The introduction of Castilian into documents began in the 14th century, as a result of the arrival of officials and governors, sent there by the Castilian administration to occupy places of political and ecclesiastic power. This process accelerated following the defeat of the Asturian nobles supporting the pretender Alfonso Enríquez. For the following two centuries no written record in Asturian has been found, and the language became restricted to informal usage.

In the 17th century Antón de Marirreguera, the first modern author whose works are known, began a literary tradition that has been unbroken ever since. There are other great authors such as Francisco Bernaldo de Quiros, whose only large work is the poem El Caballu (The Horse).

In the 18th century the so-called Xeneración del Mediu Sieglu (Half-century Generation) produced basically poetry. At the same time, the research works by intellectuals such as González Posada and Gaspar Melchor de Xovellanos, while largely ignored in their day, paved the way so that later generations could reflect upon the old problem of the Asturian language.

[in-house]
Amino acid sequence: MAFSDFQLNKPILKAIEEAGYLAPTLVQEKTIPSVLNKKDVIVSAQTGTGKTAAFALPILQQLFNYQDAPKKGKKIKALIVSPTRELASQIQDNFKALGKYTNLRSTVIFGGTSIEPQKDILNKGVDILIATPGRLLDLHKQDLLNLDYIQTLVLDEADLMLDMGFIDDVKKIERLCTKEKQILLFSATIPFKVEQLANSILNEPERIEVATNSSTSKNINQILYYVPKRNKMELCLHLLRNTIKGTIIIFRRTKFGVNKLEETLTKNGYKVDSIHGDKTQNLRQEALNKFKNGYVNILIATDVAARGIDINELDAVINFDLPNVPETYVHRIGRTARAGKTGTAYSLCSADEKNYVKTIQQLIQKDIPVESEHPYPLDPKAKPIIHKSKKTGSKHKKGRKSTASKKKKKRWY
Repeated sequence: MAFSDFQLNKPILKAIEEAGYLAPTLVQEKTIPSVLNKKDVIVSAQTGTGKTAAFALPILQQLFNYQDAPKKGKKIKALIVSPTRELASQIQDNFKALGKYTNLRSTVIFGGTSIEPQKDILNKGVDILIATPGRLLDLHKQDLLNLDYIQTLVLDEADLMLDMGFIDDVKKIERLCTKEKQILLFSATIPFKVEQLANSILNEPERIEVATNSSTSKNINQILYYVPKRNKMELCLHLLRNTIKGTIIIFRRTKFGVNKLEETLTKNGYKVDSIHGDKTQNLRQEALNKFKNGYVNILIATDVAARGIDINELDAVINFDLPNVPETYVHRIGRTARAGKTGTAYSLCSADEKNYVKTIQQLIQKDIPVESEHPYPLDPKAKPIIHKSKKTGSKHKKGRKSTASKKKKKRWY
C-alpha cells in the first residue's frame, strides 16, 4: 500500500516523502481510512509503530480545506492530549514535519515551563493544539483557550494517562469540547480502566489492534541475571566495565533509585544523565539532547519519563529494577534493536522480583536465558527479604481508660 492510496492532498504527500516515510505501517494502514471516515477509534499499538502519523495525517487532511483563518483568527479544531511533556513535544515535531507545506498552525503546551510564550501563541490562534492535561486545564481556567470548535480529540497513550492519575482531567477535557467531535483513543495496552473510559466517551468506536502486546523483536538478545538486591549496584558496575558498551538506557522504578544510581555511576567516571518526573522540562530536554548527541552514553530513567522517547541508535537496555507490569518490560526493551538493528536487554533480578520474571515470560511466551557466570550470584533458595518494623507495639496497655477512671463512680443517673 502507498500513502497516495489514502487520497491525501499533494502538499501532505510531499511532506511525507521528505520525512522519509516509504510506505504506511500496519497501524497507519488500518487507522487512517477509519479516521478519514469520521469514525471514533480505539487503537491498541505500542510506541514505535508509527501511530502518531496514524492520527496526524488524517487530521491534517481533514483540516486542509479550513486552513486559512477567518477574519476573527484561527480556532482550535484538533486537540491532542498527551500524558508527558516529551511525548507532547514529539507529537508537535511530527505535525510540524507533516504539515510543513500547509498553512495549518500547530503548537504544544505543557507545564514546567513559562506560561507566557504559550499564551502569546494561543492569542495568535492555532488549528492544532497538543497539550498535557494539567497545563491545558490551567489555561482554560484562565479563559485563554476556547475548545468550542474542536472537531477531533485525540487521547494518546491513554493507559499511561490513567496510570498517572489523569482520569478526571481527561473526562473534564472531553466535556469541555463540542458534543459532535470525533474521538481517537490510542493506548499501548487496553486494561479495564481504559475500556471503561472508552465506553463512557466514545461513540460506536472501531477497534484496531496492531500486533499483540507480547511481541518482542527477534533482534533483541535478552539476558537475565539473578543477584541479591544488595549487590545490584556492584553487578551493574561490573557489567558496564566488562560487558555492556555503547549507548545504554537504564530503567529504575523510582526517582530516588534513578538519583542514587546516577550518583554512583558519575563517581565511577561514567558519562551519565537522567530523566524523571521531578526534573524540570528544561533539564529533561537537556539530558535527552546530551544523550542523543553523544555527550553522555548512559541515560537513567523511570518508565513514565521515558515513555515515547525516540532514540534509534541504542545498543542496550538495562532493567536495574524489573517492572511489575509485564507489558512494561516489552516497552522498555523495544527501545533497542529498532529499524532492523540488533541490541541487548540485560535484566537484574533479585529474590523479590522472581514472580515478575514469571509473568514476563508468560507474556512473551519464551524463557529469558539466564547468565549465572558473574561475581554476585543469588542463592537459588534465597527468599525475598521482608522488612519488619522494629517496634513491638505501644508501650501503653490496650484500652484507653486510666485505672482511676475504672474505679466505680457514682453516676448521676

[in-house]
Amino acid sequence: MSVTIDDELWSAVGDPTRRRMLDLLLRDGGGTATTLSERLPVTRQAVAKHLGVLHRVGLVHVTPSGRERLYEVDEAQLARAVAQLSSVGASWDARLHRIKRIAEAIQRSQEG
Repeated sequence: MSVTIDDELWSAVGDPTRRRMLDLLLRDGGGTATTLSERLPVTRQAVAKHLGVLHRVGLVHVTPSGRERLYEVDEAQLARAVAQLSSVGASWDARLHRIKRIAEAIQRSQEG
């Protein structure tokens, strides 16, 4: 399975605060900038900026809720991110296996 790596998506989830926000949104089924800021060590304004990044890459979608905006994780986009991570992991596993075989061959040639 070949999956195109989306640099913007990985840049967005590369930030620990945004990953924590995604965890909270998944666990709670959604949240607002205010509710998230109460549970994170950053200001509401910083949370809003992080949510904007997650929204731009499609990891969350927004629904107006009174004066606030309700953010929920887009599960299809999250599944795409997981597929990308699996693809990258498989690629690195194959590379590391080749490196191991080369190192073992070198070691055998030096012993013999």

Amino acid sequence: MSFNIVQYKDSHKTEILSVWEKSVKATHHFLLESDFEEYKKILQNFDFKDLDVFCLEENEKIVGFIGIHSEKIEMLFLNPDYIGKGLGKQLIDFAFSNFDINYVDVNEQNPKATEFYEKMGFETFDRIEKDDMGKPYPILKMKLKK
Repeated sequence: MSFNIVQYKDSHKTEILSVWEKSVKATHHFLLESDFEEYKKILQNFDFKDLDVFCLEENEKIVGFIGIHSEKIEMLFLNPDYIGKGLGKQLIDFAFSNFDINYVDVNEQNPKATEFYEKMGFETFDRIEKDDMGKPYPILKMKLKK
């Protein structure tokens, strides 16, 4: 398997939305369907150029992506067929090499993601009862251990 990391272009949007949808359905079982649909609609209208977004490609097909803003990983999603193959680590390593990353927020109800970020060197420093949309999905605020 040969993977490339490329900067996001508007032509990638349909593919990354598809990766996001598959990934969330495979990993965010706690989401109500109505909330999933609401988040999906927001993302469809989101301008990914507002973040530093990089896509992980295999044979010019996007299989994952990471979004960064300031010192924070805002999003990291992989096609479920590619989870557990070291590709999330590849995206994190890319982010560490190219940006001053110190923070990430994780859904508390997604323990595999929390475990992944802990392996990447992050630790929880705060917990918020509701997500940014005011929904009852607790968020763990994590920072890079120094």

In the 19th century this double process continued: on the one hand, literature was increasingly produced; on the other hand, the reflexion about Asturian also attracted the attention of many intellectuals. In the early part of the 20th century, the relevance of the writers Xosé García Pelaez and Fernán-Coronas should be noted, as well as the popularity that Asturian theatre achieved. During this period the famous Romance linguist Menéndez Pidal worked on Asturian; at the same time the first newspaper written in Asturian (called IXUXU) was released, and the Asturian Academy first appeared.